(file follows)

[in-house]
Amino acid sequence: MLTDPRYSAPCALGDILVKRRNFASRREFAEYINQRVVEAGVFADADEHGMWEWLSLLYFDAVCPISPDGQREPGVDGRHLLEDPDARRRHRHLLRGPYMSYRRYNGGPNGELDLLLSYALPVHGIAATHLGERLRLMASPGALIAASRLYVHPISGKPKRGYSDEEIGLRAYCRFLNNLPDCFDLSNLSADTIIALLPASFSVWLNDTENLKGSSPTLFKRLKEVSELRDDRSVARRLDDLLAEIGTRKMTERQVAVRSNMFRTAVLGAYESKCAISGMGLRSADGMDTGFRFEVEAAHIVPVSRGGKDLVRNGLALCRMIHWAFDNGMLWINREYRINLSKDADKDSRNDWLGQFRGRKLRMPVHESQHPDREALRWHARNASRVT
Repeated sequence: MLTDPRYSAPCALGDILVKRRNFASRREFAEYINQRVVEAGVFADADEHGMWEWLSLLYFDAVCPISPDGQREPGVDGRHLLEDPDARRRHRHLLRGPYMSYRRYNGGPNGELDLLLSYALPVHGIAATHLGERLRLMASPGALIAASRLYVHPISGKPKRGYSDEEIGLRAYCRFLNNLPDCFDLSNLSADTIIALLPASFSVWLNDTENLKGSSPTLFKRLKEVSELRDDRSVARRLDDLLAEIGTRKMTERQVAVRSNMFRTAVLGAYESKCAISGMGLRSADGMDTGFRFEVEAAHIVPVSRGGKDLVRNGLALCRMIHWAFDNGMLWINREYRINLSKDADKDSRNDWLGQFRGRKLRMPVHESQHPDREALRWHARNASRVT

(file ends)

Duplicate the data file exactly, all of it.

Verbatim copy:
[in-house]
Amino acid sequence: MLTDPRYSAPCALGDILVKRRNFASRREFAEYINQRVVEAGVFADADEHGMWEWLSLLYFDAVCPISPDGQREPGVDGRHLLEDPDARRRHRHLLRGPYMSYRRYNGGPNGELDLLLSYALPVHGIAATHLGERLRLMASPGALIAASRLYVHPISGKPKRGYSDEEIGLRAYCRFLNNLPDCFDLSNLSADTIIALLPASFSVWLNDTENLKGSSPTLFKRLKEVSELRDDRSVARRLDDLLAEIGTRKMTERQVAVRSNMFRTAVLGAYESKCAISGMGLRSADGMDTGFRFEVEAAHIVPVSRGGKDLVRNGLALCRMIHWAFDNGMLWINREYRINLSKDADKDSRNDWLGQFRGRKLRMPVHESQHPDREALRWHARNASRVT
Repeated sequence: MLTDPRYSAPCALGDILVKRRNFASRREFAEYINQRVVEAGVFADADEHGMWEWLSLLYFDAVCPISPDGQREPGVDGRHLLEDPDARRRHRHLLRGPYMSYRRYNGGPNGELDLLLSYALPVHGIAATHLGERLRLMASPGALIAASRLYVHPISGKPKRGYSDEEIGLRAYCRFLNNLPDCFDLSNLSADTIIALLPASFSVWLNDTENLKGSSPTLFKRLKEVSELRDDRSVARRLDDLLAEIGTRKMTERQVAVRSNMFRTAVLGAYESKCAISGMGLRSADGMDTGFRFEVEAAHIVPVSRGGKDLVRNGLALCRMIHWAFDNGMLWINREYRINLSKDADKDSRNDWLGQFRGRKLRMPVHESQHPDREALRWHARNASRVT